SAR’s Academic Freedom Monitoring Project investigates and reports attacks on higher education with the aim of raising awareness, generating advocacy, and increasing protection for scholars, students, and academic communities. Learn more.

Date of Incident: May 12, 2021

Attack Types: Killings, Violence, Disappearances | Imprisonment

Institution(s):Federal University of Rio Grande do Sul

Region & Country:Americas | Brazil

New or Ongoing:New Incident

On May 12, 2021, municipal guards (a local state security force) used force and arrested three Federal University of Rio Grande do Sul (UFRGS) students during a nonviolent protest over cuts to higher education spending by Brazil’s Minister of Education, Milton Ribeiro.

On May 12, Ribeiro was scheduled to give an interview at Brazil’s Rádio Guaíba’s headquarters, located in Porto Alegre. A small group of UFRGS students gathered outside of the entrance to the headquarters to protest the Ministry’s budget cuts.

Sources indicate that as Ribeiro approached the radio station’s entrance, members of his entourage, including staff and personal guards, physically engaged with and pushed out of the way some of the protesters who chanted in front of the entrance. Ribeiro then entered the building without coming into physical contact with the protesters. In the street, municipal guards attempted to disperse protesters by firing ammunition towards the ground and pushing protesters. The commander of the Municipal Guard in Porto Alegre, Marcelo Nascimento, stated that the weapons were loaded with non-lethal ammunition in order to “scatter” the protesters. Sources also indicate that guards fired pepper spray at the students.

Three protesting students, Júlio Câmara, Daniel Oliveira, and Gustavo Cirello, were arrested and investigated for “minor bodily harm.” The students, who were released later that evening, denied the charge. Videos and reports of the incident do not indicate that the students engaged in violent activity.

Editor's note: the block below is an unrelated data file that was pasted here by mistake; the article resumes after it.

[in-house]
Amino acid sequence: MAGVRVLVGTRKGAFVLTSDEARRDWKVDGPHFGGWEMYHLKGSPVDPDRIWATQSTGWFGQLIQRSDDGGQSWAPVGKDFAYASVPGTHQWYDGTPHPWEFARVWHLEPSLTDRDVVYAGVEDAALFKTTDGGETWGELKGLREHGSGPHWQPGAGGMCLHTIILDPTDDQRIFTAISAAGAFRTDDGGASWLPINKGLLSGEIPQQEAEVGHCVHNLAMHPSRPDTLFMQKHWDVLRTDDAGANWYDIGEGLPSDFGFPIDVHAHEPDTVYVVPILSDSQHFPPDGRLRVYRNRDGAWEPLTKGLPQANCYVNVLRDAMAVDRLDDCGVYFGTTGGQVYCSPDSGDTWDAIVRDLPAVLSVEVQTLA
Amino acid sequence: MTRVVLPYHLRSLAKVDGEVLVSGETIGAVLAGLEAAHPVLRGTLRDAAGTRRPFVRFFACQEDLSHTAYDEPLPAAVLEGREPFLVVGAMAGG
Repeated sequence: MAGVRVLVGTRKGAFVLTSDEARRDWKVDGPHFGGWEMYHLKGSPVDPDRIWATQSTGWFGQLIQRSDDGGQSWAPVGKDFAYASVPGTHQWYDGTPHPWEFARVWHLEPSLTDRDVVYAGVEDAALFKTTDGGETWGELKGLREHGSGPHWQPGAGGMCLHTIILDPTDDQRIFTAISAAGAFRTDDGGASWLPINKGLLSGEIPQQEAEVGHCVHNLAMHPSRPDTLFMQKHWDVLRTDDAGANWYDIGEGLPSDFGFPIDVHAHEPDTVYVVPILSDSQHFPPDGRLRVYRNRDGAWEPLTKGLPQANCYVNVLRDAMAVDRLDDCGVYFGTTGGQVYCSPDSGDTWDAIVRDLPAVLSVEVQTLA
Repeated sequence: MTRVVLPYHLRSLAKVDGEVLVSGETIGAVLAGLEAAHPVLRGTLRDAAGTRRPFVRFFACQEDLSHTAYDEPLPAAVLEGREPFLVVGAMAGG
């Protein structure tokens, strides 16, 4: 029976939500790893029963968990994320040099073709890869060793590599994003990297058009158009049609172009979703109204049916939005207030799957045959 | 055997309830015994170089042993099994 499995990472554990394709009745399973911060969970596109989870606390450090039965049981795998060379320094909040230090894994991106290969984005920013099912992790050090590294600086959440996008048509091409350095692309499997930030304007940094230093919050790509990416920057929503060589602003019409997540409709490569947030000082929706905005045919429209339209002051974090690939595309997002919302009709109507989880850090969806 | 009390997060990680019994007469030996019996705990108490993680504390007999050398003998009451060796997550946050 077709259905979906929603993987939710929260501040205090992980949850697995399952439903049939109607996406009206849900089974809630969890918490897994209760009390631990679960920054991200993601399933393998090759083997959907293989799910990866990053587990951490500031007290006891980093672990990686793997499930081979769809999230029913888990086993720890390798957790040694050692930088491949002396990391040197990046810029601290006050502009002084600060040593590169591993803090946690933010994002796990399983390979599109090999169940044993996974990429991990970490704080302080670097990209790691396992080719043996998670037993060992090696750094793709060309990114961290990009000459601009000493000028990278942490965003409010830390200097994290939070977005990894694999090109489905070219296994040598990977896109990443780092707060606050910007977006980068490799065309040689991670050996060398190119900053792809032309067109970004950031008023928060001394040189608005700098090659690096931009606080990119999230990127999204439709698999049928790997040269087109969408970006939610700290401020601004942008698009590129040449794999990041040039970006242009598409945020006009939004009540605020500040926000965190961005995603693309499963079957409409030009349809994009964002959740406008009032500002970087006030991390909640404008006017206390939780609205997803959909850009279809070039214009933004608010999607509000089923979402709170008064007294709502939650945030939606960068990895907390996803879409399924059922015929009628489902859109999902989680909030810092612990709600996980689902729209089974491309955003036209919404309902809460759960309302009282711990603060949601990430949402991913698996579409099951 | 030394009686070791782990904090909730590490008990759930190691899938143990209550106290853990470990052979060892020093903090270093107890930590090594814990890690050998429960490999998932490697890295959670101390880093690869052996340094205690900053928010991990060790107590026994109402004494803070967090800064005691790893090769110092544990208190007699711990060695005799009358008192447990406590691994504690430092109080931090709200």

Scholars at Risk is concerned about the use of force and arrests in an apparent effort to restrict nonviolent student expression — conduct that is expressly protected by international human rights instruments including the Universal Declaration of Human Rights and the International Covenant on Civil and Political Rights, to which Brazil is a party. While state authorities have a responsibility to maintain order and security, they also have an obligation to ensure that their actions are proportionate to the situation, do not endanger protesters, and are not undertaken to restrict nonviolent expressive activity. In addition to the harm to the immediate victims, violence and the use of force during student protests undermines academic freedom and democratic society generally.

*SAR identified this incident in data made publicly available by the Armed Conflict Location & Event Data Project (ACLED).